A while back I had read a study that advocates getting rid of the SPR. The study was developed by the CATO institute (a think tank based in DC). The study suggests that we should abolish the SPR because of several reasons but here are the highlights:
1. The authors of the study estimate the oil price in the SPR to be around $65 - $80 (analysis in 2004) which was 3 times what the DOE estimates (around $30). They arrived at those numbers by taking into account inflation, in-kind contributions (instead of the royalties, the SPR gets oil directly from oil companies and thus the cost of acquiring the oil is taken off the books) and opportunity costs.
2. They argue that the SPR has only been tapped a few times (for reasons that Ben explained today) and the releases were too modest and too late (with the exception of Katrina).
3. They also argue that private stockpiles are not really suboptimal and even if they are the solution is not for the government to create its own stockpile but rather maybe subsidize private inventory holders. Some argue that private actors might hold back on releasing inventory to cause prices to rise even further but then again it’s not like the government has been releasing oil from the SPR left and right…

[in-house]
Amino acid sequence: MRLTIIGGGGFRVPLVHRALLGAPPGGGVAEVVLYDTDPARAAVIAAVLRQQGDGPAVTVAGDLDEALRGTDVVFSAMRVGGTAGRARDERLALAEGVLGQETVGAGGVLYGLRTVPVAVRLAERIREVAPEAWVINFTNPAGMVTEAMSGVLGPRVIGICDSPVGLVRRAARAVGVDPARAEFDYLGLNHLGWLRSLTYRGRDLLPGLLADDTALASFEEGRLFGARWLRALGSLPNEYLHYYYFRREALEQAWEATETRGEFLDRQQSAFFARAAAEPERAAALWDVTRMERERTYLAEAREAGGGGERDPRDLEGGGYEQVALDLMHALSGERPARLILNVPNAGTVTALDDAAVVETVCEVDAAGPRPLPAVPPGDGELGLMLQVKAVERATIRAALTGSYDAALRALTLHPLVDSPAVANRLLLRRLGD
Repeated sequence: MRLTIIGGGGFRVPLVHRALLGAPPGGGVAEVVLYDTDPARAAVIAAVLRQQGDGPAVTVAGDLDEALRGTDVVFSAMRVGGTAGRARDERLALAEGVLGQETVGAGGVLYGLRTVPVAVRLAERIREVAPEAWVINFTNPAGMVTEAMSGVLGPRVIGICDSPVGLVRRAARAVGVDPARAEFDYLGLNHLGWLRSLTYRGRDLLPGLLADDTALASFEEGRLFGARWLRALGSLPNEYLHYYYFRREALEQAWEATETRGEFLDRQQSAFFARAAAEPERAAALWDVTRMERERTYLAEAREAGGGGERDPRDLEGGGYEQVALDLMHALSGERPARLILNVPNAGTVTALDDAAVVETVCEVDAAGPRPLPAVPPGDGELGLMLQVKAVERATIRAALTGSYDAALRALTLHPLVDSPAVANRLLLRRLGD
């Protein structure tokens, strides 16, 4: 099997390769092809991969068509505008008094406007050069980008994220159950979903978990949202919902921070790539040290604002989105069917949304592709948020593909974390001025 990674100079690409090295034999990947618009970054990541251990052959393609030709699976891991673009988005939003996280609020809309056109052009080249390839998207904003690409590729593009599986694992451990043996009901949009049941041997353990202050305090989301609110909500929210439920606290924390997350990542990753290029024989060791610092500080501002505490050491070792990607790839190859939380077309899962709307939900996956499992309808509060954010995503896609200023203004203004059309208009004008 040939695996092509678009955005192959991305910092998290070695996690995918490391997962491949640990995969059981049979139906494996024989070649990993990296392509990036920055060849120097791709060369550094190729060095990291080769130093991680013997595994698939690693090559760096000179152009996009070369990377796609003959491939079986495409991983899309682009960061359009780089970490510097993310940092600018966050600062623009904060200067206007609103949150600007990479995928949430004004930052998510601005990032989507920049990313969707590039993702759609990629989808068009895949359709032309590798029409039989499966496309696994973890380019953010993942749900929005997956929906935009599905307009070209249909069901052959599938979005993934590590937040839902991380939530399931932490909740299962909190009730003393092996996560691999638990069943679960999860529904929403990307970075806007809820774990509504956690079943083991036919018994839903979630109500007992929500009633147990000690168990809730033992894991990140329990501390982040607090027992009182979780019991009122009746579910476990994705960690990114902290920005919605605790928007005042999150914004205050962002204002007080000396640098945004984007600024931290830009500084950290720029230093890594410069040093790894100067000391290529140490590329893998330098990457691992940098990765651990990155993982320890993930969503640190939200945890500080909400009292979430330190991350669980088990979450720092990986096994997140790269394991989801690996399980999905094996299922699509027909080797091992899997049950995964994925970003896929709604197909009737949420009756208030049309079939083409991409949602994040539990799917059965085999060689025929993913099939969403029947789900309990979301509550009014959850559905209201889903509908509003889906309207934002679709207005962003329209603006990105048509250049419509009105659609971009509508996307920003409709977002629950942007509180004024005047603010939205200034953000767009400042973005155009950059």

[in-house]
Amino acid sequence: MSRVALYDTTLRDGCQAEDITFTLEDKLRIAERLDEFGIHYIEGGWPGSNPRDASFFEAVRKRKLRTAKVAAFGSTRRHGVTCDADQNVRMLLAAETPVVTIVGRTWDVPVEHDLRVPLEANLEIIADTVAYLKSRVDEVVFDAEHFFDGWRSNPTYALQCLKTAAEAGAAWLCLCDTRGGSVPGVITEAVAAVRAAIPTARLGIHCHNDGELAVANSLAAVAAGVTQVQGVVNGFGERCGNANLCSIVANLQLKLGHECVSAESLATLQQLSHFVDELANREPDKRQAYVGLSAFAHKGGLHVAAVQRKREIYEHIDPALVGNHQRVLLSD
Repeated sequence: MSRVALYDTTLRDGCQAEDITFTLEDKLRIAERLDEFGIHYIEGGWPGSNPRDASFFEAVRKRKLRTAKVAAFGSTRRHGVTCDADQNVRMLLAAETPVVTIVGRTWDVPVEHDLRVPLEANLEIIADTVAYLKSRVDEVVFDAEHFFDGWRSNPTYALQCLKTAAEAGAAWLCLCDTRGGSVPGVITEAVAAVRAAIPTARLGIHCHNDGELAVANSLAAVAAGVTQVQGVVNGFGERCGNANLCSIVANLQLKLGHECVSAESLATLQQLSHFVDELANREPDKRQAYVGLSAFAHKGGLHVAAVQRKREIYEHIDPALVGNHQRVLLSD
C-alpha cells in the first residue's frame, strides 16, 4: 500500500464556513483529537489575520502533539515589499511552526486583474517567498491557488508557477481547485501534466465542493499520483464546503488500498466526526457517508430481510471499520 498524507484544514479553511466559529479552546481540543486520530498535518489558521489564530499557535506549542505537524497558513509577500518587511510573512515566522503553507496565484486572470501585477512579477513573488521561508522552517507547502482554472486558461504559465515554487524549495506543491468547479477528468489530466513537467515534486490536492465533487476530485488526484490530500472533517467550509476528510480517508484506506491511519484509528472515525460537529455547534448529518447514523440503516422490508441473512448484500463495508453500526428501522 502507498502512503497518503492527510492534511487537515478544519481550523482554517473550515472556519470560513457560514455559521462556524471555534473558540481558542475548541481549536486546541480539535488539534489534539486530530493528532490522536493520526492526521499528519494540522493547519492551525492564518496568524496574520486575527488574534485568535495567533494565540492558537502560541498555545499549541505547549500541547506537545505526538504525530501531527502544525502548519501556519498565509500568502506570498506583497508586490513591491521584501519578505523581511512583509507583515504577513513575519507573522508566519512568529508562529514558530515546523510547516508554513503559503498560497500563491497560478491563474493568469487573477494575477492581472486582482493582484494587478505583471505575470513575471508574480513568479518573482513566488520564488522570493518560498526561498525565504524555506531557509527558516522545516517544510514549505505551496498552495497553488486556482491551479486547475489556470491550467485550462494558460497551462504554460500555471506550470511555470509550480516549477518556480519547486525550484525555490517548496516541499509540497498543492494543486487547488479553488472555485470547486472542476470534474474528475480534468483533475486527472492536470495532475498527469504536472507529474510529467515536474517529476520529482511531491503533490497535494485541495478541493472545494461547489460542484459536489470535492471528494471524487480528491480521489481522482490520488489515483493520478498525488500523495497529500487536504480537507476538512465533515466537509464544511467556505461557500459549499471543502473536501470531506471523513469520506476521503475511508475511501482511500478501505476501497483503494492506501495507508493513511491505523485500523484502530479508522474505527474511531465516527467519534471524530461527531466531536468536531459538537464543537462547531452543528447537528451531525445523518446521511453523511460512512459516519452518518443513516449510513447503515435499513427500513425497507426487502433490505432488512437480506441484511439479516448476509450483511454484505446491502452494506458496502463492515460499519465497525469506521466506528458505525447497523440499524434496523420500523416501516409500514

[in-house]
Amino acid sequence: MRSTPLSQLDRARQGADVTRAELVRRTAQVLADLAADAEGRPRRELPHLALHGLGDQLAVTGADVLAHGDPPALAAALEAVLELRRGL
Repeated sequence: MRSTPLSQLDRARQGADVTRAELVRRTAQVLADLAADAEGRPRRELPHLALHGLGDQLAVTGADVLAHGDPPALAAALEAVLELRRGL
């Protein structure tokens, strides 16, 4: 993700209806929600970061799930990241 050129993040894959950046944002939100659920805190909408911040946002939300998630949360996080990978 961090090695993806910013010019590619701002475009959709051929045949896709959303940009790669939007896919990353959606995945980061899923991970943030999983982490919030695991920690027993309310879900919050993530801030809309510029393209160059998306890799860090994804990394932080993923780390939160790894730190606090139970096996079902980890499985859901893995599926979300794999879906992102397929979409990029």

4. The SPR exists as an embargo hedge but as we all know there is no such thing as an embargo. Oil will always be available to whoever is willing to pay for it.
Based on the above, along with other considerations, the study recommends that the government sell the oil in the SPR and get out of the oil stockpiling business.
I’ve included a link to the full report. I think it’s an interesting reading and it does raise some important questions about the SPR. I’m personally not convinced that a government stockpile of oil is the smartest way to go.